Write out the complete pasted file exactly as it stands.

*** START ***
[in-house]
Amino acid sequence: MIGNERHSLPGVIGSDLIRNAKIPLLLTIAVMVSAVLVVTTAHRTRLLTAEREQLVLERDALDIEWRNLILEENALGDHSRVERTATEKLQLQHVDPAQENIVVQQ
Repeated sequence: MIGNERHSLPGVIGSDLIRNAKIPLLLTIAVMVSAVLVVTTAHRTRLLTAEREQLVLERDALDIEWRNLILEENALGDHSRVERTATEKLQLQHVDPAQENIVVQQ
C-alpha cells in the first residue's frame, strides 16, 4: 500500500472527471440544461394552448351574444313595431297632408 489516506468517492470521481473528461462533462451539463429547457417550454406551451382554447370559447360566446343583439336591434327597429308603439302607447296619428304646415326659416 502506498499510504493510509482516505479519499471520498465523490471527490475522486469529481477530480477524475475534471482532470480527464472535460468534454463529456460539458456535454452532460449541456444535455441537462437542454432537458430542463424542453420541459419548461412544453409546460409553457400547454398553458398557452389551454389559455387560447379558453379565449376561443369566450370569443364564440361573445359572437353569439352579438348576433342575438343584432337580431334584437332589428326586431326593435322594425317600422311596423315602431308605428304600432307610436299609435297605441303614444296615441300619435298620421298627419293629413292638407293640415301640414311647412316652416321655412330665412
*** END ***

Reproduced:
[in-house]
Amino acid sequence: MIGNERHSLPGVIGSDLIRNAKIPLLLTIAVMVSAVLVVTTAHRTRLLTAEREQLVLERDALDIEWRNLILEENALGDHSRVERTATEKLQLQHVDPAQENIVVQQ
Repeated sequence: MIGNERHSLPGVIGSDLIRNAKIPLLLTIAVMVSAVLVVTTAHRTRLLTAEREQLVLERDALDIEWRNLILEENALGDHSRVERTATEKLQLQHVDPAQENIVVQQ
C-alpha cells in the first residue's frame, strides 16, 4: 500500500472527471440544461394552448351574444313595431297632408 489516506468517492470521481473528461462533462451539463429547457417550454406551451382554447370559447360566446343583439336591434327597429308603439302607447296619428304646415326659416 502506498499510504493510509482516505479519499471520498465523490471527490475522486469529481477530480477524475475534471482532470480527464472535460468534454463529456460539458456535454452532460449541456444535455441537462437542454432537458430542463424542453420541459419548461412544453409546460409553457400547454398553458398557452389551454389559455387560447379558453379565449376561443369566450370569443364564440361573445359572437353569439352579438348576433342575438343584432337580431334584437332589428326586431326593435322594425317600422311596423315602431308605428304600432307610436299609435297605441303614444296615441300619435298620421298627419293629413292638407293640415301640414311647412316652416321655412330665412